• NDC RIGGING MACHINERY IN MOTION …. as DI raises red flags over suspicious NHIS registration numbers -

    Public policy and governance think tank, the Danquah Institute has expressed grave concern about the Electoral Commission's decision to register all persons in the country who, simply, are in possession of identity cards issued by the National Health Insurance Authority.

    At a press conference organised by DI last week, a fellow of the institute, Mr. Boakye Agyarko, explained that “one of the objects of the National Health Insurance Authority” as captured on the NHIA’s website which states that “persons not resident in the country but who are on a visit to this country” can obtain NHIS cards is deeply worrying.


    FITCH Rating’s latest report on Ghana lays particular emphasis on the importance of Ghana’s democracy and stability to the country’s economic prospects. Whiles it gives a negative outlook based on how the economy is being run, Fitch makes the point that Ghana’s credit rating has not, however, fallen below ‘B’ because of the country’s “strong governance record and recent democratic history,” and that, this is “reflected in Ghana’s ability to attract foreign direct investment, which at 7% of GDP is well above that of Nigeria, Gabon, Zambia, Kenya and Angola.”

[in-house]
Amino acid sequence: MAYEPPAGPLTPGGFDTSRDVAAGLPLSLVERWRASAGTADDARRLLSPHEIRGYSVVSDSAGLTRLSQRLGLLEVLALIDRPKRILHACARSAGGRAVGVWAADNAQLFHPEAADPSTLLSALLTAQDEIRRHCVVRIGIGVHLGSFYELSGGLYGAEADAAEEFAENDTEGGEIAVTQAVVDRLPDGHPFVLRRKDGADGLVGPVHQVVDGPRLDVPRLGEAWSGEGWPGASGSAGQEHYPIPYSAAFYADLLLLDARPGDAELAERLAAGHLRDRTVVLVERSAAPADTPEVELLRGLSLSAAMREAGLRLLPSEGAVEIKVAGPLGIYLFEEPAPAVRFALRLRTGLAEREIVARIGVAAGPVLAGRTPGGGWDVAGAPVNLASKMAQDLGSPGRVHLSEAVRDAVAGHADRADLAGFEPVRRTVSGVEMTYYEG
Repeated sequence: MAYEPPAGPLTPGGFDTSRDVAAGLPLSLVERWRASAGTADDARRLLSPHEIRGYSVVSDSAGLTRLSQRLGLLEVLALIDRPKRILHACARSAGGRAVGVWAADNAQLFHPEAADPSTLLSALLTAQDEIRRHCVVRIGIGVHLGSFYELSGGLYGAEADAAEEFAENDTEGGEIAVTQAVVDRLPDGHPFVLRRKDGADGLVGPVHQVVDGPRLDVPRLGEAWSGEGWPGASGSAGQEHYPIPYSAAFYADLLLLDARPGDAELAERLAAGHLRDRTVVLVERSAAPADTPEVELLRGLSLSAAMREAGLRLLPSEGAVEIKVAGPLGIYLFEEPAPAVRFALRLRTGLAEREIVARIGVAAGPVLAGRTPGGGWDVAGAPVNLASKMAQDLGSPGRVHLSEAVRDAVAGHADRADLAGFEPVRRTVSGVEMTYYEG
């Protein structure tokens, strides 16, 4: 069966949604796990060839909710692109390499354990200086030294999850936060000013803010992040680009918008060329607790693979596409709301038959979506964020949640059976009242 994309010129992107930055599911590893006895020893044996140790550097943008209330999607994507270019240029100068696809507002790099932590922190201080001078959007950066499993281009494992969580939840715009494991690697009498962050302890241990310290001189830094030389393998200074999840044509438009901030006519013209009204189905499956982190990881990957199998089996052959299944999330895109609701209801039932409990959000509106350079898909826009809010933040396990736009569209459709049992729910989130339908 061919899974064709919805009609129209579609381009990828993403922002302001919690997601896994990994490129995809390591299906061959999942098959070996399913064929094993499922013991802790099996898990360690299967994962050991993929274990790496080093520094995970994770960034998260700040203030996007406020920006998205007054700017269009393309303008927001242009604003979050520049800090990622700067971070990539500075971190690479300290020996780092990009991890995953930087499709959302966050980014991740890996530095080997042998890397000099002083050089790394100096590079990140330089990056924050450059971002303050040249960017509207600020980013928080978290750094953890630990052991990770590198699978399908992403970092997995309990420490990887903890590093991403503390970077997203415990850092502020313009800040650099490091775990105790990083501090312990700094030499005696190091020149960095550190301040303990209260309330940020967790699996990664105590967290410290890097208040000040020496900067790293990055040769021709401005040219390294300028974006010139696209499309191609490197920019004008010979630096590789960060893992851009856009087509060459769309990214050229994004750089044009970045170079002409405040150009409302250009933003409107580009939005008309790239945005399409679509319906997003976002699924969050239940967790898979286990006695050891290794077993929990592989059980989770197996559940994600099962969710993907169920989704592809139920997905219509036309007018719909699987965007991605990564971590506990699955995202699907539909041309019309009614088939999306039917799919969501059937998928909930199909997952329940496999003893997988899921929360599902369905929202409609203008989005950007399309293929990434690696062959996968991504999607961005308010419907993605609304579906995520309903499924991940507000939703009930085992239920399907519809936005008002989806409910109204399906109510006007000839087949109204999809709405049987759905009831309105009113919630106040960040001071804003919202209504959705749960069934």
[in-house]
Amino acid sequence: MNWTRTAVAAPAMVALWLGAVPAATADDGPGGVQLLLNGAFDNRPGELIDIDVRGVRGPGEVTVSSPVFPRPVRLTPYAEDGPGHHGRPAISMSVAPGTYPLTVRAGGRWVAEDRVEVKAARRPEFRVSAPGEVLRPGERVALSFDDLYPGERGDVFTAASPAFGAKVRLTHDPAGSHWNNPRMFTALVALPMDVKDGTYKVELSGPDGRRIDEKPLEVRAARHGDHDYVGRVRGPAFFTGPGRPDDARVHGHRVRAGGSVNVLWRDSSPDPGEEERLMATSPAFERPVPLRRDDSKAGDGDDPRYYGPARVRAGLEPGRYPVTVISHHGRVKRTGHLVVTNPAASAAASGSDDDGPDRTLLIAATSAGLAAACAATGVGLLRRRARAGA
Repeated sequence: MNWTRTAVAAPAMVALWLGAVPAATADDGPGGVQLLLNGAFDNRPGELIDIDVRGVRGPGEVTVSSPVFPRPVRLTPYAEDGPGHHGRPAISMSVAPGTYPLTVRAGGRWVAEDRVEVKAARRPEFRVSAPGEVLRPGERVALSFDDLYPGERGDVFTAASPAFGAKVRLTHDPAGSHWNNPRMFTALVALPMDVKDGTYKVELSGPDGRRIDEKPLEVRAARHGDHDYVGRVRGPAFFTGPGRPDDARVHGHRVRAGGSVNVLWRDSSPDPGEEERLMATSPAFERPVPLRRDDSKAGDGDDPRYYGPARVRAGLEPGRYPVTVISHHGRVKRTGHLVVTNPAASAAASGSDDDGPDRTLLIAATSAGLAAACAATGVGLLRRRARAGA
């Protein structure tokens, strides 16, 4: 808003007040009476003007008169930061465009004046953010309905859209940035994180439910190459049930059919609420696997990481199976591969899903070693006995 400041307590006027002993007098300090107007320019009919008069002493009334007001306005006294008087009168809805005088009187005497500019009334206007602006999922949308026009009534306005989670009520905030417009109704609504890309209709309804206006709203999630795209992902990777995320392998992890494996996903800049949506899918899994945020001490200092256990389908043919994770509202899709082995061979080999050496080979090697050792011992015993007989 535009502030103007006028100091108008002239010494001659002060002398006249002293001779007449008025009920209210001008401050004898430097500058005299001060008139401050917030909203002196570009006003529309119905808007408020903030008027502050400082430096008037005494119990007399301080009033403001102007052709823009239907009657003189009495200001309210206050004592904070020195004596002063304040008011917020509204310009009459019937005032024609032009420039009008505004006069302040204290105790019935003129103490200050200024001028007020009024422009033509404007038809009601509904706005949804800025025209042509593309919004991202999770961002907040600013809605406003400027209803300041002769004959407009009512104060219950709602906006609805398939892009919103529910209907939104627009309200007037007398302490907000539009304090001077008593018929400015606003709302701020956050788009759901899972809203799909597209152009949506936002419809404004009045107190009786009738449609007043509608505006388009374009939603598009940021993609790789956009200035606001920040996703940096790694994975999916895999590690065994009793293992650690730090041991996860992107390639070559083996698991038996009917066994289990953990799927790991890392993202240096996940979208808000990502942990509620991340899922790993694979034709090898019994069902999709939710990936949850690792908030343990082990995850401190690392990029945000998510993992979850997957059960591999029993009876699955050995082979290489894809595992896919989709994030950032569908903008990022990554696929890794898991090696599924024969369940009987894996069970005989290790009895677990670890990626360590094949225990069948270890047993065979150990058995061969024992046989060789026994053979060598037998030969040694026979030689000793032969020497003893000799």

• Danquah Institute Reacts to Bogus Polls On NPP General Secretary Race -

    The attention of the Danquah Institute has been drawn to a story making the rounds on social media and now on www.ghanaweb.com, as well, titled “Danquah Institute predicts 64.7% win for Kwabena Agyepong.”

  • The Monetary Policy Committee - November 2013 -

    You are welcome to this Press briefing. The Monetary Policy Committee (MPC) held its 58th meeting on November 25 to 27, 2013 to review the latest economic developments and the monetary policy stance. I present to you the outcome of the deliberations.

    The latest projections by the IMF indicate a pickup in the pace of global activity from 2.9 percent in 2013 to 3.6 percent in 2014, driven largely by the advanced economies with the impulse to global growth expected to come mainly from the United States against weaker prospects in emerging market economies.

  • Africa’s tax systems: progress, but what is the next generation of reforms? -